Finland shows how New Zealand could lift innovation

Finland ranks highly for innovation, New Zealand does not. Rod McNaughton suggests how we could do better.

Helsinki city scene
Helskini, the capital of Finland, a country that ranks 9th in the world for innovation.

Opinion: Finland's Prime Minister Sanna Marin visited New Zealand last November, becoming the first Finnish leader to do so.

Marin's highly publicised meeting with the then Prime Minister Ardern prompted comparisons between the leaders and their country's performance.

According to the World Intellectual Property Organization (WIPO), a United Nations agency, New Zealand is the 24th most innovative country among 132 globally, up two places from 2021. But Finland - a similar-sized country - ranks 9th.

In addition to its superior innovation performance, Finland has less income inequality, a higher GDP per capita, and scores higher on the Human Development Index.

New Zealand's innovation score doesn't compare well against other small economies either. WIPO's 2022 Global Innovation Index ranks Singapore 7th in the world, Denmark 10th, and Israel 16th. Switzerland, a nation of about 8.5 million people, is the most innovative country. At least we can take consolation in having edged out Australia, which is ranked 25th.

When Q + A's Jack Tame asked Marin about the secret to Finland's success, she pointed to a cross-party commitment to increasing R&D expenditures. Finland has a goal, shared by all parties, to raise their R&D investments to 4 per cent of GDP by 2030. Finland's current expenditure on R&D is about 3 per cent of GDP, while New Zealand's is 1.4 per cent.

In election year it's a good time to think about New Zealand's policy setting and what we can learn from Fnland's success.

Professor Rod McNaughton Waipapa Taumata Rau, University of Auckland

Finland and New Zealand's export profiles are also very different, with Finland's heavily weighted toward electronics and manufactured products, while primary industries dominate New Zealand's.

With an election this year, it is a good time to think about New Zealand's policy settings and what we can learn from the success of Finland and other small innovative countries. Where should we invest to increase innovation and boost New Zealand's economic and social well-being?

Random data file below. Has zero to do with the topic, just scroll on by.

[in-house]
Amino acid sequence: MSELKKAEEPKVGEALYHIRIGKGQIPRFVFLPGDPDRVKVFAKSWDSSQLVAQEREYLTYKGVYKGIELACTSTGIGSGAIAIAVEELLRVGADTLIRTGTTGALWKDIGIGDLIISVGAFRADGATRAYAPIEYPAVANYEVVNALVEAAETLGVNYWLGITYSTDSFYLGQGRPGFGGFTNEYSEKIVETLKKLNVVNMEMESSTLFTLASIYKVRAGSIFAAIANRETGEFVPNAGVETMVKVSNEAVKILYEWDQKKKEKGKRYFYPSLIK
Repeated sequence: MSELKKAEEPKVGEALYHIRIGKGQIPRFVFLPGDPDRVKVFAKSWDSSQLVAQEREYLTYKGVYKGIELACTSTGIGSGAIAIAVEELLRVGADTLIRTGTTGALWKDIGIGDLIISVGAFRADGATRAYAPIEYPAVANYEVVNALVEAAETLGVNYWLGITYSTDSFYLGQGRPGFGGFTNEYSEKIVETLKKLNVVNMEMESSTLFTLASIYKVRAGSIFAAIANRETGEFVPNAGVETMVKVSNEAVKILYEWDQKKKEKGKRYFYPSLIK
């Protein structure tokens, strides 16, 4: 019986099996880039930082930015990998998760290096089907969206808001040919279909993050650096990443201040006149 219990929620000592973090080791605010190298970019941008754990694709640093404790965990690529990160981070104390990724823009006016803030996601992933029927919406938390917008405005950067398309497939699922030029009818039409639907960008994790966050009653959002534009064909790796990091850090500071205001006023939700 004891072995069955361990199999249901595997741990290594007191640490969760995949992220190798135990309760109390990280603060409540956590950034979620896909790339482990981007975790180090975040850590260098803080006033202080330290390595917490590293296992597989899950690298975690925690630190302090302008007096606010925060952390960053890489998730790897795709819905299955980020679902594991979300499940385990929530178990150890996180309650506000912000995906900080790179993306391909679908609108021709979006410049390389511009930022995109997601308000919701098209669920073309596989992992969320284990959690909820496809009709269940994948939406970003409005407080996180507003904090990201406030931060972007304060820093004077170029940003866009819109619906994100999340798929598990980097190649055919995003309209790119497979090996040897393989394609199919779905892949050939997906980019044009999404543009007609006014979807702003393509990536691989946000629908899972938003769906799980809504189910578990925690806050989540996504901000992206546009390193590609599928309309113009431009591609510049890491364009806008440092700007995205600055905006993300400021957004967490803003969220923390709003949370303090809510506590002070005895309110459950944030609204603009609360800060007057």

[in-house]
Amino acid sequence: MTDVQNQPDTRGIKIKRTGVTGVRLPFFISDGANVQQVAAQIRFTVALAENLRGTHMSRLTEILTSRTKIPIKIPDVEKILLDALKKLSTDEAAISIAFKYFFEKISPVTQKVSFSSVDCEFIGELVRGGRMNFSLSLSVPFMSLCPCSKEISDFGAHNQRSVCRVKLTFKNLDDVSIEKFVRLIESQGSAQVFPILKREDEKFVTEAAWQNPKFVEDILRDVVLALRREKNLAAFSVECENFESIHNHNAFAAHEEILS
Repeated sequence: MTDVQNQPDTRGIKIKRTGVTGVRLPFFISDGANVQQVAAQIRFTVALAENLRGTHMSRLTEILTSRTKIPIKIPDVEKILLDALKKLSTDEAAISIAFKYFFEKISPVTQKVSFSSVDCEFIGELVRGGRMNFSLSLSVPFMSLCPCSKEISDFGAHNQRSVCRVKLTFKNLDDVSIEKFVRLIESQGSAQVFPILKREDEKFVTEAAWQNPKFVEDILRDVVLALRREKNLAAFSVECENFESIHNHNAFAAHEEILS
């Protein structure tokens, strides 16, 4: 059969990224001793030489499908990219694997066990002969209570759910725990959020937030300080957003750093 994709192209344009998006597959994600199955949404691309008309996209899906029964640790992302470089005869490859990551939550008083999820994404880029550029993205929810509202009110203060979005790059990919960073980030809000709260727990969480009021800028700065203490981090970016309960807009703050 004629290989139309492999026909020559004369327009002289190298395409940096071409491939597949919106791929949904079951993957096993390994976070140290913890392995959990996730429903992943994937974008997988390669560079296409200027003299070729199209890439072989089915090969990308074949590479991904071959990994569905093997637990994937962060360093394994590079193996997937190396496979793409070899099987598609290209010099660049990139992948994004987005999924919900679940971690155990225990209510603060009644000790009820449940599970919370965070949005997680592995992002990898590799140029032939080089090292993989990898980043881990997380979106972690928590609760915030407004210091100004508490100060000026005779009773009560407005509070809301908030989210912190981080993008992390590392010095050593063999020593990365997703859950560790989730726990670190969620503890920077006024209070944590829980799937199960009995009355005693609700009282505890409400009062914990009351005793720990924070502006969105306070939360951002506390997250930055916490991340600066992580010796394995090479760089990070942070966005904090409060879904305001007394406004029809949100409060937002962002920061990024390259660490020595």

The Global Innovation Index benchmarks countries on 81 different measures, grouped into seven dimensions that underpin national innovativeness. Finland ranks well above New Zealand in all categories except our institutional environment.

There is one item where New Zealand excels that we might not want to be known for – a low cost of redundancy dismissal. We are first in the world for having low costs of dismissing employees, while Finland ranks 30th.

Compared to Finland, New Zealand's biggest weaknesses are a lack of business sophistication, challenges turning inputs into knowledge and technology outputs, and weak infrastructure. On several measures, New Zealand is significantly outside the range for high-income countries and is more similar to developing economies. These measures include education, capital formation, and low labour productivity growth.

With so much to do, it isn't easy to know where to start. Education seems a good bet, as a well-educated population arguably underpins many other measures. New Zealand has low funding per student and a high student-teacher ratio at the secondary level. But these are not relative strengths for Finland either, and their funding per pupil ranks lower than New Zealand's.

Similarly, Finland isn't a star performer when it comes to capital formation or labour productivity.

The starkest differences between New Zealand and Finland trace back to those R&D figures and the processes that transform R&D investment into economically valuable outputs. Finland invests more and delivers more innovation outputs than expected, given the global average, whereas New Zealand delivers fewer.

Finland does this through exceptional innovation linkages, including university-industry collaboration, the development of industry clusters, and international research collaboration and funding.

A potential bright spot, New Zealand has a high rate of new business formation, ranking 5th in the world compared to Finland's 26th. However, this hasn't yet translated into a more diversified economy, including high-tech manufacturing or export growth, for which Finland ranks highly.

Relatively low scores for knowledge diffusion, ICT adoption, growth capital, knowledge workers' availability, and science and engineering graduates may explain this.

Finland's example suggests that whatever party leads New Zealand's next government, innovation should be at the top of their agenda – not just increasing R&D expenditures but ensuring the processes that underpin our national innovation system function well.

The potential benefits of increasing our innovativeness are huge. Finland's GDP per capita is 16 per cent higher than New Zealand's, and Switzerland's is a whopping 70 per cent higher. Matching Finland would add another $US 35 billion annually to our economy. The government's share would help fund much-needed improvements in healthcare, education, and other public goods essential to Kiwis' well-being.

Rod McNaughton is Professor of Entrepreneurship and Director Innovation and Professional Development at the University of Auckland Business School.

This article reflects the opinion of the author and not necessarily the views of Waipapa Taumata Rau University of Auckland.

This article was first published on Newsroom.

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